The possibility that the virus escaped from a lab in Wuhan and was transmitted to “patient zero” (the first human to be infected by the pathogen in an outbreak) in Wuhan cannot be entirely ruled out. And if the lab-escape theory is indeed true, then this should serve as a lesson for the world on how critical it is to enhance biological safety levels for containment of dangerous pathogens such as the corona in laboratory settings.
It is also worth noting here also that there are a range of the typical conspiracy theories that arise in global impact events like these; some arguing that this is a bioterrorism action or has some deliberate motive behind it. Something more nefarious at play rather than accidental lab-escape.
Wet Markets and COVID-19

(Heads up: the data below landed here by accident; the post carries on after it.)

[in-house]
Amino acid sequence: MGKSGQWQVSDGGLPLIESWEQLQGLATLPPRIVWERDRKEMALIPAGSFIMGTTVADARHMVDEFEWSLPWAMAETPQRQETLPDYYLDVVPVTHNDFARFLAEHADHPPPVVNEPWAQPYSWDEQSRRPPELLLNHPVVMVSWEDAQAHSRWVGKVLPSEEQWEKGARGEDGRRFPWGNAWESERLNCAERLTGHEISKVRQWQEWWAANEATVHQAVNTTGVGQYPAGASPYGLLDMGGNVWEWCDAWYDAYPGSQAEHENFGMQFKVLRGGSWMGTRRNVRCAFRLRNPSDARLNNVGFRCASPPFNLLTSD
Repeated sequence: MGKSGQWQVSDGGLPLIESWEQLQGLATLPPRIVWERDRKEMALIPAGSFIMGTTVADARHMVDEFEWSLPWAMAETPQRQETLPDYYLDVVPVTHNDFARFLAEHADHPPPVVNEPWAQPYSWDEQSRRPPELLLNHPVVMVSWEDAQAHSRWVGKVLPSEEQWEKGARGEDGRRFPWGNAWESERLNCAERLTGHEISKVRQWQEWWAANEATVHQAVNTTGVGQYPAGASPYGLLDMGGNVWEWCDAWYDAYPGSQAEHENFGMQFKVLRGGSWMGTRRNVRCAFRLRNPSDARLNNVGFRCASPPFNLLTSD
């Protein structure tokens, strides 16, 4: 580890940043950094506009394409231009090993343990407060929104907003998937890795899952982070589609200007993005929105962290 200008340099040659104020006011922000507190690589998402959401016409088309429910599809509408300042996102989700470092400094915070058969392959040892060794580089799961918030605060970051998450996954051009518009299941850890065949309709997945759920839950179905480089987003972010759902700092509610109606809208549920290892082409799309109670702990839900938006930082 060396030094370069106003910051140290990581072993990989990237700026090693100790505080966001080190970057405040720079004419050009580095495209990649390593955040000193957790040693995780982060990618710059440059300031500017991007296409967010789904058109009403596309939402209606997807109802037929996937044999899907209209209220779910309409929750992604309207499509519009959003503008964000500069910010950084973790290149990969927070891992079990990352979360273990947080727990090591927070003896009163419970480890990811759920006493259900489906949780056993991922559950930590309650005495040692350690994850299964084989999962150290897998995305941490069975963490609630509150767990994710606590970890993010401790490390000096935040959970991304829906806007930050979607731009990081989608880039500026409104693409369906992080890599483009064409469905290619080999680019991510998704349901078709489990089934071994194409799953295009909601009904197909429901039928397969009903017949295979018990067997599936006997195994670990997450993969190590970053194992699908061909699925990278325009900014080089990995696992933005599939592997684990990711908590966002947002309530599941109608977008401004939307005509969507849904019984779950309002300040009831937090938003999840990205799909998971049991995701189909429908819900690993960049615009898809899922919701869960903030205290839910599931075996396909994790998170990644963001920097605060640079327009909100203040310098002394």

Those eager to debunk the lab-escape theory blame the wet markets in South China for the current outbreak. These markets have come in for justifiable criticism from the world over for their unhygienic practice of commingling common livestock (poultry, pig, and seafood) with a variety of wild animals, including exotic, endangered species, such as pangolin, bears, tigers, and rhinos. Besides serving as a protein source, these animals are also prized ingredients in traditional Chinese medicine. Often, these animals are kept in cramped cages stacked one above the other. The blood, excrements, and entrails from these animals provide the perfect petri dish for zoonoses: bacteria, virus, and other pathogens. Once in a while, these zoonoses manage to make the interspecies jump from animals to humans, and this is exactly how “zoonotic diseases” such as the Ebola, bird flu, Swine flu, and even the HIV have emerged and reemerged in the past from animal reservoirs.Following the 2003 SARS outbreak, China responded to the general uproar against its wet markets by temporarily banning its wet markets and sale of wild animals, but no sooner did the World Health Organization (WHO) declare that the outbreak had been contained, than China lifted the ban. Given China’s history of poor regulatory mechanisms and lack of public policy vis-a-vis the breeding, transport, and marketing of wild animals, reports of the crackdown on wildlife markets in China following the COVID-19 pandemic are being met with skepticism the world over. The question will be whether the extreme impact of this particular virus and its impact on the whole world, and the assertion by the Chinese government that it began in the wet market in Wuhan, will lead to a real, sustained and guaranteed regulation of these markets so that the chance of future, similar outbreaks will be reduced.